Attendance for all the exams is mandatory and is highly encouraged. All evaluated exams and quizzes/assignments have to be returned back to the instructor and are the sole property of the instructor. If you fail to do so, it will result in a“ZERO” for that particular exam or quiz/assignment. Bonus Quizzes/assignments will be announced or unannounced.

Make-up Exams-

Attendance for the scheduled exams is mandatory. Make-up exams are ONLY given in cases of medical in capacitance or extreme hardship. You must notify me before the exam if you will not be able to take the exam. Documentation clearly stating the date of the scheduled exam will be required. Failure to notify me within 24 hours of the scheduled exam will be an automatic 0. Please note: Make-up exams are essay exams. The make-up will be at the convenience of the instructor. Allow 3 hours for the make-up exam. Official university business that is in conflict with the exam will be considered excused if the student notifies me at the earliest date and provides a letter from the event’s sponsor.

Exam Format-

In general, the exam format will be multiple-choice and true/false.

DSS Accessibility Statement

UAB is committed to providing an accessible learning experience for all students. If you are a student with a disability that qualifies under Americans with Disabilities Act (ADA) and Section 504 of the Rehabilitation Act, and you require accommodations, please contact Disability Support Services for information on accommodations, registration and procedures. Requests for reasonable accommodations involve an interactive process and consist of a collaborative effort among the student, DSS, faculty and staff. If you are registered with Disability Support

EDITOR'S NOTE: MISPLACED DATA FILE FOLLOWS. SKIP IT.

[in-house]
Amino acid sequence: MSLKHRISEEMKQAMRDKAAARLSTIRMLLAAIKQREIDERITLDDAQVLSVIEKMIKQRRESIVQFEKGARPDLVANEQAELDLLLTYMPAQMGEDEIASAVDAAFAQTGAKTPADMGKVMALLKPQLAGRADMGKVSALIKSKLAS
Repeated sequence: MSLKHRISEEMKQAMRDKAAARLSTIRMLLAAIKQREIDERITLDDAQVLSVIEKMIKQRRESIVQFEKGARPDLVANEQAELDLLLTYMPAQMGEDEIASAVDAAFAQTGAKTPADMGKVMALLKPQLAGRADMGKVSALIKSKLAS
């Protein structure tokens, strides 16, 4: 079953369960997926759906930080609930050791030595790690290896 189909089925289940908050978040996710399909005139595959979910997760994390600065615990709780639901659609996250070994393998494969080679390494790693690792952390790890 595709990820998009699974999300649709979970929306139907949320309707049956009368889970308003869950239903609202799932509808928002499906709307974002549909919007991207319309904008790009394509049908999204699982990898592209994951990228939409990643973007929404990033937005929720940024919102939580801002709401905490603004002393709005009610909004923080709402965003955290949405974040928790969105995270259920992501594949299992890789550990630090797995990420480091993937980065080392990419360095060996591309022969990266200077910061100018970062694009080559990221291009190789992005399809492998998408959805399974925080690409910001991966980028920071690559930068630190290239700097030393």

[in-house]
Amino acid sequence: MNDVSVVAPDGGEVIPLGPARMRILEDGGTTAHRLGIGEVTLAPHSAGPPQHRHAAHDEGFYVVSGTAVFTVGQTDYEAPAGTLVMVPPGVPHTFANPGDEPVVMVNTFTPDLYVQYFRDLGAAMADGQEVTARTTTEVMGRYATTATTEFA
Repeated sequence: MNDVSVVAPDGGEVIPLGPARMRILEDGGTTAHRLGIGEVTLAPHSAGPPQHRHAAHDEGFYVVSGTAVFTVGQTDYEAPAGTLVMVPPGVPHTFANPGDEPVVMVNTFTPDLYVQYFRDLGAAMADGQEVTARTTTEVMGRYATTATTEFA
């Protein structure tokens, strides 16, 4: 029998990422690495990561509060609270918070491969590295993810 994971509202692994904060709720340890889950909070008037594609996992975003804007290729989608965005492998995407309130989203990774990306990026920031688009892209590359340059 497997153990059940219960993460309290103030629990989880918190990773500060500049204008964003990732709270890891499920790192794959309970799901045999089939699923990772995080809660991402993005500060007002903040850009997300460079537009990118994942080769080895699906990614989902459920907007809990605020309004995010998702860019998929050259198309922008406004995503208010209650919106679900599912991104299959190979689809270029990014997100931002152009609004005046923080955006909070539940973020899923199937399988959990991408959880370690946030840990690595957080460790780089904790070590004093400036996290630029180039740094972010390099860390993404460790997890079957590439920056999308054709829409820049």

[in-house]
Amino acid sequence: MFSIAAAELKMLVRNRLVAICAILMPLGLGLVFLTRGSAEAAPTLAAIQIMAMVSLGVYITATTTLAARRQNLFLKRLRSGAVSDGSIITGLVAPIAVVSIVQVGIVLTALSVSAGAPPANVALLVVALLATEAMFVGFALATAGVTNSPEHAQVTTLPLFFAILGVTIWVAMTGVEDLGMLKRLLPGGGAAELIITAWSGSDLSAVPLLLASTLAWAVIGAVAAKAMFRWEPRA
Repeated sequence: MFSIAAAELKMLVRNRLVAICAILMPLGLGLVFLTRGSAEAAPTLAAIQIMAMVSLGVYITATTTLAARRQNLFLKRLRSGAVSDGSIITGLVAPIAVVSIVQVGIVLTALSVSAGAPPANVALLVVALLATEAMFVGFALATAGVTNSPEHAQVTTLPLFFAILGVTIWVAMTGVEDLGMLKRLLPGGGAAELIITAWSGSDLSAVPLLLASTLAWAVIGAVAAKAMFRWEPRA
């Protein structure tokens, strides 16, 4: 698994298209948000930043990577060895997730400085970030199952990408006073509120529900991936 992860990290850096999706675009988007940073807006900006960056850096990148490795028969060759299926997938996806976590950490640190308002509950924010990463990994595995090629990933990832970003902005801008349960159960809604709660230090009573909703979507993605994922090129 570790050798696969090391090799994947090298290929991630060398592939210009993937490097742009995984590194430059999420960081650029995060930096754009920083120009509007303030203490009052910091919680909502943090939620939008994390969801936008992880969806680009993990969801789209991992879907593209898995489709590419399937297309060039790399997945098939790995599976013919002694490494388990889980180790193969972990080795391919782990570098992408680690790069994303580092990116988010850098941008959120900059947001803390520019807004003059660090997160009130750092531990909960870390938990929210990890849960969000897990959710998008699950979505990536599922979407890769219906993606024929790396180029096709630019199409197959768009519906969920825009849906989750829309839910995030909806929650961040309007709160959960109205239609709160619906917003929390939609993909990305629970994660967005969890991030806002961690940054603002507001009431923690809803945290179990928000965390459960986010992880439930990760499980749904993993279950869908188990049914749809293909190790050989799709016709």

Services, please contact DSS to discuss accommodations that may be necessary in this course. Students registered with Disability Support Services must provide a DSS accommodation request letter to their instructor via email before receiving any academic adjustments. If you have a disability but have not contacted Disability Support Services, please call 934-420 or visit or Hill Student Center Suite 409.

Title IX Statement